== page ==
The Good Earth
by Pearl Buck
by Pearl Buck
“Wang Lung sat smoking, thinking of the silver as it had lain upon the table. It had come out of the earth, this silver, out of the earth that he ploughed and turned and spent himself upon. He took his life from the earth; drop by drop by his sweat he wrung food from it and from the food, silver. Each time before this that he had taken the silver out to give to anyone, it had been like taking a piece of his life and giving it to someone carelessly. But not for the first time, such giving was not pain. He saw, not the silver in the alien hand of a merchant in the town; he saw the silver transmuted into something worth even more than life itself - clothes upon the body of his son.”
― Pearl S. Buck, The Good Earth
I have been rereading The Good Earth by Pearl Buck. For many years this well-known novel was an unexplained void in the inventory of books that I had read. Yet, in less than two years I find myself having read and reread this amazing novel. It is amazing for several reasons, not the least of which is the deceptive simplicity of its' style. The story begins on Wang Lung's wedding day and he remains in the fore of the novel presented to the reader by the narrator as the hero of the story. However, I began to grow gradually fonder of Wang Lung's wife, O-lan, as the story progressed. Her dedication to the marriage in almost complete silence and fortitude in both work and bearing and raising the children provided her an almost mythical aura. The most moving moments of the book come when she fights to prevent her young daughter from being sold into slavery, when she is forced to give up her pearls, and when she dies. Even in death she continued to demonstrate a stoical character that made me wonder at its power and source. Surely this was not simply the result of her determination to never return to the slavery that she endured as a youth in the great house of the Hwangs.
But I said that the simple style was deceptive and by that I meant that hidden in the simple every day events, and a few that were not so common, is a picture of a culture and ethos that Wang Lung and his family lived. The work ethic of Wang Lung and his devotion to the land, "the good earth", that would keep him and his family safe was part of this culture. The depth and contrasting relationships within the family and without are displayed slowly, simply, through the actions taken and events that impinge on Wang Lung.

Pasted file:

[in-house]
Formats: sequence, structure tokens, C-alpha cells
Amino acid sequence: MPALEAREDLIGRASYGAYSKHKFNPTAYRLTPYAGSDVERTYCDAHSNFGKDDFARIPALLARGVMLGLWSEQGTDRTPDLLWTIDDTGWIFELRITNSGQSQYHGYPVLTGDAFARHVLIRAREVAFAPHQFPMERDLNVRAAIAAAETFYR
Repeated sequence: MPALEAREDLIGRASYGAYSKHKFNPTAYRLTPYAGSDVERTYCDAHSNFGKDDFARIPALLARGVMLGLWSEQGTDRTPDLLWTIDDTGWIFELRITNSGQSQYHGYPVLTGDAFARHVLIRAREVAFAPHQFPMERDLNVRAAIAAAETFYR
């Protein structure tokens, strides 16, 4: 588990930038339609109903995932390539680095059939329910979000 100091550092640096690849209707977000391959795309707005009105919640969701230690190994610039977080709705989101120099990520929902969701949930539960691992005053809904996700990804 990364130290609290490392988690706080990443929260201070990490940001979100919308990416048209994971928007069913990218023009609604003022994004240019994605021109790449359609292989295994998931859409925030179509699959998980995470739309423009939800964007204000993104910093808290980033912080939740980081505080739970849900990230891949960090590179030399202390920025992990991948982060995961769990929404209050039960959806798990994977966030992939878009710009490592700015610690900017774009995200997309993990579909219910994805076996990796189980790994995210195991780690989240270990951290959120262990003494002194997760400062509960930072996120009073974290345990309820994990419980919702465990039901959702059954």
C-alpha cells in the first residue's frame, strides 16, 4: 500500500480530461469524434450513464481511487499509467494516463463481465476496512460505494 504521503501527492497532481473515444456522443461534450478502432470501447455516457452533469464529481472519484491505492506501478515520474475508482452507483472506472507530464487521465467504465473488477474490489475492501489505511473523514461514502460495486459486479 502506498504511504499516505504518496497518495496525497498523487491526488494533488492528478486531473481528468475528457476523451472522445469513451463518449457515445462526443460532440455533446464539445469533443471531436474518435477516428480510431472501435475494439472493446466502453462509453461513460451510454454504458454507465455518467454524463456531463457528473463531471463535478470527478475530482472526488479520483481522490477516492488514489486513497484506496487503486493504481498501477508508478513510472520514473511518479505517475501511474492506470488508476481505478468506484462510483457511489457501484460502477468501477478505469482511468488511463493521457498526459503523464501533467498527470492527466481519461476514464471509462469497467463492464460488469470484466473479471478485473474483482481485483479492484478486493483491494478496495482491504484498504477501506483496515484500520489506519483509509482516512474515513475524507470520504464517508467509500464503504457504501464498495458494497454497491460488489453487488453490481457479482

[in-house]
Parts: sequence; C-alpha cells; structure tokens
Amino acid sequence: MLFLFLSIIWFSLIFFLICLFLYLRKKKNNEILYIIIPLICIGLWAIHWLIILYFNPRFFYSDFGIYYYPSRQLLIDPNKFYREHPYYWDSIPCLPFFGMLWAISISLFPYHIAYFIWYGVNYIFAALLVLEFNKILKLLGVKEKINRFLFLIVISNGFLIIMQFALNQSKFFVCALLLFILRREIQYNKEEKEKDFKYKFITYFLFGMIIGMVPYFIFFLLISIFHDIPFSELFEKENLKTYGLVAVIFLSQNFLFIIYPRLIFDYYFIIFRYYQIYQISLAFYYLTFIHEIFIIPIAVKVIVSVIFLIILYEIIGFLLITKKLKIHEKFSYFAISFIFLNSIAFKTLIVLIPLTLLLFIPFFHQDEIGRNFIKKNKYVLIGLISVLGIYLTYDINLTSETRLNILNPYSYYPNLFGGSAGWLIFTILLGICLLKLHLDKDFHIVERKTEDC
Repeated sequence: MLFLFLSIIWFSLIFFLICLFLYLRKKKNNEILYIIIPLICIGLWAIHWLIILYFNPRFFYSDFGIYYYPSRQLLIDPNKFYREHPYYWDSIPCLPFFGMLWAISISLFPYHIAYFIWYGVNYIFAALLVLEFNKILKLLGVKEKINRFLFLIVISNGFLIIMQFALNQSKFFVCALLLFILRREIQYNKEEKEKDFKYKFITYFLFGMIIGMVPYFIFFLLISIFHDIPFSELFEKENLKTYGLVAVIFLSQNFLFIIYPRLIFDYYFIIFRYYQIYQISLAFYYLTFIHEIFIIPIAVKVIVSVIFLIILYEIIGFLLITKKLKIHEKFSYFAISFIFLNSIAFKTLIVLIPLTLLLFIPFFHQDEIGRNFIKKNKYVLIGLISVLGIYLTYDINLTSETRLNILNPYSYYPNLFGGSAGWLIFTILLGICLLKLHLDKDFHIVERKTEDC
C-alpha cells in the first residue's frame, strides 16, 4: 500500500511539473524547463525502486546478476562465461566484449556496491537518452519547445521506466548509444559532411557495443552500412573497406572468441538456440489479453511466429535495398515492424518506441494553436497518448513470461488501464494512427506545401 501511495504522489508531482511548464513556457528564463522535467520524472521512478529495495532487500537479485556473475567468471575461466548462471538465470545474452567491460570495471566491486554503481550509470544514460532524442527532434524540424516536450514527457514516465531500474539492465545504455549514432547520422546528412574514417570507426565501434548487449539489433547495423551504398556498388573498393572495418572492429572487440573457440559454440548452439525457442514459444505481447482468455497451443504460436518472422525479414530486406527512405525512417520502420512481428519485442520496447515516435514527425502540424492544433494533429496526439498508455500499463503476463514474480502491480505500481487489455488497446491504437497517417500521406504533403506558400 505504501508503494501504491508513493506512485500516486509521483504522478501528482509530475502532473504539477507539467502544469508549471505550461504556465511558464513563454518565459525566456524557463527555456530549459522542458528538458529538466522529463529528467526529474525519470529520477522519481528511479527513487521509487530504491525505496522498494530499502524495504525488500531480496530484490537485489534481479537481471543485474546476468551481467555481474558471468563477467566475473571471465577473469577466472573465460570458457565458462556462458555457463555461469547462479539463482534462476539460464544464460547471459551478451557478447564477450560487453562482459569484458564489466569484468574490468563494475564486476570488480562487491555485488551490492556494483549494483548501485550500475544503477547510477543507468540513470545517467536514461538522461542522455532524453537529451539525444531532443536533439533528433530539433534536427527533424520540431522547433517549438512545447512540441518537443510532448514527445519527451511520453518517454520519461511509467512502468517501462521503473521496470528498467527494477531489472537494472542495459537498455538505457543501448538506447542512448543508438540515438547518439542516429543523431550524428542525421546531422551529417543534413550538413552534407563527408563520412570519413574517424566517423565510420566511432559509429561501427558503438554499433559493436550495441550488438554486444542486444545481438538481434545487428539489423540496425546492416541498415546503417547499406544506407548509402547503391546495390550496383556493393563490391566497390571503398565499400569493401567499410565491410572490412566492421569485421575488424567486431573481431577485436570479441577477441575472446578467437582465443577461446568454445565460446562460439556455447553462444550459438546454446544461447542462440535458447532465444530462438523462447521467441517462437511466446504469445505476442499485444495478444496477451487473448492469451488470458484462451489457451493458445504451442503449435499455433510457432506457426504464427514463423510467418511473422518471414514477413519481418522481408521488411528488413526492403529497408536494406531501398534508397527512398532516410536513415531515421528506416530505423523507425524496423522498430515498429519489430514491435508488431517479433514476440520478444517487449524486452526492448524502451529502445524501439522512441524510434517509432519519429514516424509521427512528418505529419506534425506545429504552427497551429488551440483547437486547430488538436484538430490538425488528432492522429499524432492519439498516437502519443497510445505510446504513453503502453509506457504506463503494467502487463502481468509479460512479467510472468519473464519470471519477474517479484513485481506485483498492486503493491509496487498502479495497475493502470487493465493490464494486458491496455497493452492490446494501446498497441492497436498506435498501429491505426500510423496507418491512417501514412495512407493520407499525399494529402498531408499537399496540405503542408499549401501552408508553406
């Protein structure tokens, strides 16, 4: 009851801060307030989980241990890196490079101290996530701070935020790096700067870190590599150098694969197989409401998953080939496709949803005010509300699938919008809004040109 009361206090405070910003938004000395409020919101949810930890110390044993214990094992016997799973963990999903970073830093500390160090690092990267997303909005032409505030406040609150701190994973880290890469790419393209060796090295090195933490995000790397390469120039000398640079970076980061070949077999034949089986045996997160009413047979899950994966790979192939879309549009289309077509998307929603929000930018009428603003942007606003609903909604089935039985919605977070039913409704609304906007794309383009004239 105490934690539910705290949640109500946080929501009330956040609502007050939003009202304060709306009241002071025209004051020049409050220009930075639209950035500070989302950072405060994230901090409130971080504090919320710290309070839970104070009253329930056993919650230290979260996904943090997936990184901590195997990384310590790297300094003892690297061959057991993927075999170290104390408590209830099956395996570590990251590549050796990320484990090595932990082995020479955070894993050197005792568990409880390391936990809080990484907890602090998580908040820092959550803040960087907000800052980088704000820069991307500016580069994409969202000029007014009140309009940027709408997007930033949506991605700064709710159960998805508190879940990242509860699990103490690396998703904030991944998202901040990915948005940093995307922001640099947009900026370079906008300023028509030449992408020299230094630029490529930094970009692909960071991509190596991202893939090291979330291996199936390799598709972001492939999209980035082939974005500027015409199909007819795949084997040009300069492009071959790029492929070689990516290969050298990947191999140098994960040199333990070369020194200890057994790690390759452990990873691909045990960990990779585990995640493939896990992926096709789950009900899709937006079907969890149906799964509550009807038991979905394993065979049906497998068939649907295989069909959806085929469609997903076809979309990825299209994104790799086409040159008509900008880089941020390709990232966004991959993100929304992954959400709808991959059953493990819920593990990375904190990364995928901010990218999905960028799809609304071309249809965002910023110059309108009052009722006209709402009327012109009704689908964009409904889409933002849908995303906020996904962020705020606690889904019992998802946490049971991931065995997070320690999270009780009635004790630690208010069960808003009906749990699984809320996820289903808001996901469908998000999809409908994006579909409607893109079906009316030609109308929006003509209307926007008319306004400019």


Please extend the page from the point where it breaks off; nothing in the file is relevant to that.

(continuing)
There is more to this story than these events and actions alone can account for. There is the action of fate through the impact of the cycles of the weather that lead to famine for those, like Wang Lung, dependent on the earth. The patronymic "good earth" turns ironic when the land lays fallow for lack of rain or the crops rot because of flooding. The vicissitudes of their life find the family of Wang Lung fleeing to the South to escape the famine, but they do not have the skills to successfully cope in the city where they end up begging until saved, through another turn of fate, by the war and the looting of the wealthy landowner's estate. It is this event that becomes a turning point in the lives of Wang Lung and O-lan as through their own loot of gold and jewels they are able to establish what will become a different life than the simple farm that they left when they fled to the South. It is this different life that, among other things, ultimately changes the family in ways that seem to prove the adage about the corrupting effect of power.
Ultimately The Good Earth is a morality tale, a parable-like story that suggests the dreams of avarice demand that the price paid is more than the silver and gold traded for land and mistresses. While most of the story seems steeped in a combination of ancestor worship and attention to evil spirits and omens, there was one episode that I found reminiscent of a parable in the New Testament when just as O-lan is dying the eldest son is recalled to be married. The celebration upon and importance of his return can have no other antecedent than the return of the prodigal son. Perhaps that moment along with others in the closing section of the novel are precursors of changes in the future greater than any experienced by Wang Lung and his family. I do not know how true the book is to the culture of pre-revolutionary China, but I do know that the beauty of the earth and the story reward its readers.
The Good Earth by Pearl Buck. Washington Square Press, New York. 2004 (1931)